“Over the past decade, the Permian Basin has witnessed an oil and gas boom of unprecedented magnitude,” said Lorne Stockman, Co-Director of Research, Oil Change International. “Producers have carte blanche to pollute and methane is regularly released in large quantities. Petroleum exports are fueling the growth in Permian production and today represent about 30% of US oil production. While climate science tells us we need to use 40% less oil by 2030, Permian producers plan to increase production by over 50%. It must not happen. Gulf Coast communities can no longer bear the brunt of this toxic trade or its climate impacts. Rebuilding better means rebuilding without fossils, starting with the Permian Basin.

The six-part Permian Climate Bomb series analyzes the climatic, health, economic and social impacts of the Permian hydraulic fracturing boom. It tracks the flow of Permian hydrocarbons from extraction to export, illustrating the community consequences of building associated infrastructure by highlighting individuals facing the fossil fuel industry. In doing so, this series connects the Permian Basin with environmental injustice and petrochemical expansion on the Gulf Coast.

“Unless President Biden defuses the Permian climate bomb exploding in my backyard, we will not prevent catastrophic climate change or meet our national climate commitments,” Earthworks advocate Miguel Escoto said. West Texas Field and resident of El Paso. “A ‘code red’ demands urgent action, not business as usual. The president can show he’s serious about the climate by declaring a climate emergency, reinstating the ban on crude exports, enacting the toughest rules possible to reduce methane pollution from oil and gas and laying the political foundation for ending new oil and gas production.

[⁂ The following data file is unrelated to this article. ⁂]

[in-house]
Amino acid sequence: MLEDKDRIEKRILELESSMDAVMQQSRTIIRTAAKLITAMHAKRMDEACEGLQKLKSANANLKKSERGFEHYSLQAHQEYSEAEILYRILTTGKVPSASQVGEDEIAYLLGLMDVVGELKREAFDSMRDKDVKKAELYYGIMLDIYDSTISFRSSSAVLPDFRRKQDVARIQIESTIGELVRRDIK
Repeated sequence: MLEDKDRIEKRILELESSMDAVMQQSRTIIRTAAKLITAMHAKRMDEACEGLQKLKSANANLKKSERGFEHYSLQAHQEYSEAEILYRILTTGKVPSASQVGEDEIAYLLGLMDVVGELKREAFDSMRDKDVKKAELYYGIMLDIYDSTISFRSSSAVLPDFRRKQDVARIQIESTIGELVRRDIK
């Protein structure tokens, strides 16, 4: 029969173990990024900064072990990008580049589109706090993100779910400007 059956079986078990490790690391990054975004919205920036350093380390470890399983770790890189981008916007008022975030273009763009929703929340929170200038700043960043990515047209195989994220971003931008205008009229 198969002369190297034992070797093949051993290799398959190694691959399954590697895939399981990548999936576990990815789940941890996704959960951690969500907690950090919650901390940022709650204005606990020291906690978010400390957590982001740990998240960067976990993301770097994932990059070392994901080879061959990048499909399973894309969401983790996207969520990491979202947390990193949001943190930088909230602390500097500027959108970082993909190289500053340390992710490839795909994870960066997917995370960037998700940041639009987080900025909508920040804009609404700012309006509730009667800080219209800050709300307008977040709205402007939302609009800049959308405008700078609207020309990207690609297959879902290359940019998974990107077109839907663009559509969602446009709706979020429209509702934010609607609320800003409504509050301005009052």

A recent study has shown that at the current rate of warming and with policies that fail to reduce the necessary pollution, climate events like heat waves will occur more often, be stronger and last longer, representing a serious risk for the younger generations. Other climatic events like floods and forest fires are also more likely to occur.

“Permian gas is fueling the industrial beast of pollution on the Gulf Coast, particularly in Port Arthur, Texas, my home,” said John Beard, Port Arthur Community Action Network. “Facilities using this gas include the largest refinery in the country; the world’s largest steam cracker and explosive expansions of refining, LNG, pipelines and export facilities.

“This” boom “has contributed to environmental degradation, a significant loss of quality of life, poor air quality, water-borne pollution and a deterioration in the health of my community closed, “he continued. “Permian fractured gas contributes to our significantly higher risk of cancer, heart, lung and kidney disease. And then, the thunderstorms; five major hurricanes in the past 25 years.

“Catastrophic flooding and unusual weather events, all made worse by Permian greenhouse gases,” Beard said. “Port Arthur and the entire Gulf Coast have become a zone of sacrifice for America to satisfy its thirst for toxic fossil fuels. We can no longer afford to be unwitting victims of this exploitation from the use of Permian gas for fracking; it must stop now and use clean, green renewable energy sources in its place.